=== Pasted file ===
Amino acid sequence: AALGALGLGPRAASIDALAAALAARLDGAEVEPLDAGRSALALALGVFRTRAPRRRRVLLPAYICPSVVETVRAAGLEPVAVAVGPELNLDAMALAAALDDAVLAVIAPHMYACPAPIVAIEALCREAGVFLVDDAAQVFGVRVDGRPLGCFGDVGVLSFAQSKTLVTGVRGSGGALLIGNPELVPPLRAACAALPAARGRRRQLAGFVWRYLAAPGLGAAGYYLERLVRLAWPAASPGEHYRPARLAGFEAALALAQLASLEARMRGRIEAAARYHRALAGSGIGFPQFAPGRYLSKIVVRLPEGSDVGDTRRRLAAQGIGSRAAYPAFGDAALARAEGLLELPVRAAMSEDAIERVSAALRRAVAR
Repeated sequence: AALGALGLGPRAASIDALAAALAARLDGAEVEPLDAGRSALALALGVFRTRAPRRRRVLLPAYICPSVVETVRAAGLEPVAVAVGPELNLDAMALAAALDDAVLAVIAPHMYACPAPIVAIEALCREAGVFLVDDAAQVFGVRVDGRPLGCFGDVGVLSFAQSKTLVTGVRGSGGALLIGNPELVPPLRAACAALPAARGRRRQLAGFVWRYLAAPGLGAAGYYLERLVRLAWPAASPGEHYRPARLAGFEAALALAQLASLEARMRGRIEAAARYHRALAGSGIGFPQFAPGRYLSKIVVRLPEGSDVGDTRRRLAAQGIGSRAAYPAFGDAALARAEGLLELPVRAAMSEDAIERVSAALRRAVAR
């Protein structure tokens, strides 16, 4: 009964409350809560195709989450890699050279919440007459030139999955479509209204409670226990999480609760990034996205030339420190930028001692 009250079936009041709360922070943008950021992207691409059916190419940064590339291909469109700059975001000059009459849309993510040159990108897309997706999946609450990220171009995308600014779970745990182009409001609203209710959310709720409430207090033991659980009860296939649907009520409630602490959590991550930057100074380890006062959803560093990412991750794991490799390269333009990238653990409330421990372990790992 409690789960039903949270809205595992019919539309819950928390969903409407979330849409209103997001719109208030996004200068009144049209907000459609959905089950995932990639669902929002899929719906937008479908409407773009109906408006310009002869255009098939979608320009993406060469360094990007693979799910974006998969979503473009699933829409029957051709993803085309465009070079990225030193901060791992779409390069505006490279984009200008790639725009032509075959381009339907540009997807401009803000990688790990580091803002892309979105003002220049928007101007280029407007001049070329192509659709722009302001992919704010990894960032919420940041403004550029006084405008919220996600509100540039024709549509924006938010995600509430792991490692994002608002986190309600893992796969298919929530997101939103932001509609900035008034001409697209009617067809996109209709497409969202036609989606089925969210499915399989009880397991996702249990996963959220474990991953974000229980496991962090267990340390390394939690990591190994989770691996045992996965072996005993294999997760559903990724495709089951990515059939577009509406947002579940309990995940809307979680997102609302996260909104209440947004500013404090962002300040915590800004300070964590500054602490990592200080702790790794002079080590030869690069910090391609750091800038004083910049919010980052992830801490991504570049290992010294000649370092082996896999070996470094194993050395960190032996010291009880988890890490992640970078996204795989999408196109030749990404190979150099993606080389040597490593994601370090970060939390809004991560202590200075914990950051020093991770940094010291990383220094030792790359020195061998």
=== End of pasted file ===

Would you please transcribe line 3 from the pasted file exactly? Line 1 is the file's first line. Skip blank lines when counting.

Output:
């Protein structure tokens, strides 16, 4: 009964409350809560195709989450890699050279919440007459030139999955479509209204409670226990999480609760990034996205030339420190930028001692 009250079936009041709360922070943008950021992207691409059916190419940064590339291909469109700059975001000059009459849309993510040159990108897309997706999946609450990220171009995308600014779970745990182009409001609203209710959310709720409430207090033991659980009860296939649907009520409630602490959590991550930057100074380890006062959803560093990412991750794991490799390269333009990238653990409330421990372990790992 409690789960039903949270809205595992019919539309819950928390969903409407979330849409209103997001719109208030996004200068009144049209907000459609959905089950995932990639669902929002899929719906937008479908409407773009109906408006310009002869255009098939979608320009993406060469360094990007693979799910974006998969979503473009699933829409029957051709993803085309465009070079990225030193901060791992779409390069505006490279984009200008790639725009032509075959381009339907540009997807401009803000990688790990580091803002892309979105003002220049928007101007280029407007001049070329192509659709722009302001992919704010990894960032919420940041403004550029006084405008919220996600509100540039024709549509924006938010995600509430792991490692994002608002986190309600893992796969298919929530997101939103932001509609900035008034001409697209009617067809996109209709497409969202036609989606089925969210499915399989009880397991996702249990996963959220474990991953974000229980496991962090267990340390390394939690990591190994989770691996045992996965072996005993294999997760559903990724495709089951990515059939577009509406947002579940309990995940809307979680997102609302996260909104209440947004500013404090962002300040915590800004300070964590500054602490990592200080702790790794002079080590030869690069910090391609750091800038004083910049919010980052992830801490991504570049290992010294000649370092082996896999070996470094194993050395960190032996010291009880988890890490992640970078996204795989999408196109030749990404190979150099993606080389040597490593994601370090970060939390809004991560202590200075914990950051020093991770940094010291990383220094030792790359020195061998």